Current sponsors include Bosatsu Consulting, The National Center for Biomedical Ontology, Protégé, and Stardog.

http://SemanticHack.eventbrite.com

Submission Deadline for Semantic Technology & Business Conference is this Friday

LOGO: Semantic Technology & Business Conference; June 2-5, 2013, San Francisco, CaliforniaThere’s still time to make a speaking proposal for the Semantic Technology & Business Conference, June 2-5 in San Francisco.

Once again, we plan to make it the biggest and most comprehensive educational conference on the business of semantic technologies. Contribute to this event by sharing the practical experience you have gained in your own semantic projects. Speaking offers numerous benefits including an unparalleled platform to gain exposure for your institution; increased credibility for your business, project or team; and the opportunity to convey your goals and vision with an audience of attendees from around the world.

We are looking for case studies big and small – whether you’re building a semantic start-up, a large enterprise implementation, or you’ve done semantic annotation on a local business web site. They are all relevant, because the curiosity of the audience is so rich and diverse. We are looking for 3-hour tutorials, 45-minute breakout sessions and panels, and 5 minute lightning talks.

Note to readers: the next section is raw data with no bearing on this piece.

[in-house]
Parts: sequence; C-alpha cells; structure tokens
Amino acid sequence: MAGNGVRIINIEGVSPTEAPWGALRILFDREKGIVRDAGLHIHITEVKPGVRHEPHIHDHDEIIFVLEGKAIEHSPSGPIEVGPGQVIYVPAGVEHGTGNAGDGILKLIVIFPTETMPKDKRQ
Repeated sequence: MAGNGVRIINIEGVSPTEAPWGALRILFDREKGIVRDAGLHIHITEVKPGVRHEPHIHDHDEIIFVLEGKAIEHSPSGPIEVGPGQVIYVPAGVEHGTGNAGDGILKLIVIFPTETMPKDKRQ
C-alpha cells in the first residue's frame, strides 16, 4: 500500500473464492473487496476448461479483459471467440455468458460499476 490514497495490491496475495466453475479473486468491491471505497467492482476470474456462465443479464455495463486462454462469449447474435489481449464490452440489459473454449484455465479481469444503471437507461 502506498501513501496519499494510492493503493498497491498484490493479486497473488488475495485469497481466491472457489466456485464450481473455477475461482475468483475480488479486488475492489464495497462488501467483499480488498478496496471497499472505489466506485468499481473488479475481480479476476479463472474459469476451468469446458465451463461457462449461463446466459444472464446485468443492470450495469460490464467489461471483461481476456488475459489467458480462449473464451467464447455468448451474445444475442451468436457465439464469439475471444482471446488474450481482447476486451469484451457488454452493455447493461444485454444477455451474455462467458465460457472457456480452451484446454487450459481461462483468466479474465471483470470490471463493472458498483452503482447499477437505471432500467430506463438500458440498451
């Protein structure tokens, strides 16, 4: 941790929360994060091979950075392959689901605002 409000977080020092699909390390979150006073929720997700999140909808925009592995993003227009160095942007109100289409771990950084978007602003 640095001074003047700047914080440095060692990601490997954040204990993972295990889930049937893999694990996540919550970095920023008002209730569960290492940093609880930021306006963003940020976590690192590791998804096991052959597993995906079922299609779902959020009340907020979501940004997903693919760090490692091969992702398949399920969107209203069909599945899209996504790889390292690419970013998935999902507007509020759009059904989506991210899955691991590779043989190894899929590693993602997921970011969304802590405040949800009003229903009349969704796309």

The Call for Presentations ends this Friday, January 18, so get your abstract together now. All the information you need and the links to submit your presentation proposal, are HERE.

Proposals will be reviewed by our outstanding Program Advisory Committee.

Conference registration is also open. Register by February 7 and save with substantial early bird discounts.

If you have any questions, feel free to email me at Eric[ at ]SemanticWeb.com

Thanks,

Eric Franzon & Stewart Quealy
Conference Co-Chairs

Good-Bye to 2012: Continuing Our Look Back At The Year In Semantic Tech

Courtesy: Flickr/LadyDragonflyCC <3

Yesterday we began our look back at the year in semantic technology here. Today we continue with more expert commentary on the year in review:

Ivan Herman, W3C Semantic Web Activity Lead:

I would mention two things (among many, of course).

  •  Schema.org had an important effect on semantic technologies. Of course, it is controversial (role of one major vocabulary and its relations to others, the community discussions on the syntax, etc.), but I would rather concentrate on the positive aspects. A few years ago the topic of discussion was whether having ‘structured data’, as it is referred to (I would simply say having RDF in some syntax or other), as part of a Web page makes sense or not. There were fairly passionate discussions about this and many were convinced that doing that would not make any sense, there is no use case for it, authors would not use it and could not deal with it, etc. Well, this discussion is over. Structured data in Web sites is here to stay, it is important, and has become part of the Web landscape. Schema.org’s contribution in this respect is very important; the discussions and disagreements I referred to are minor and transient compared to the success. And 2012 was the year when this issue was finally closed.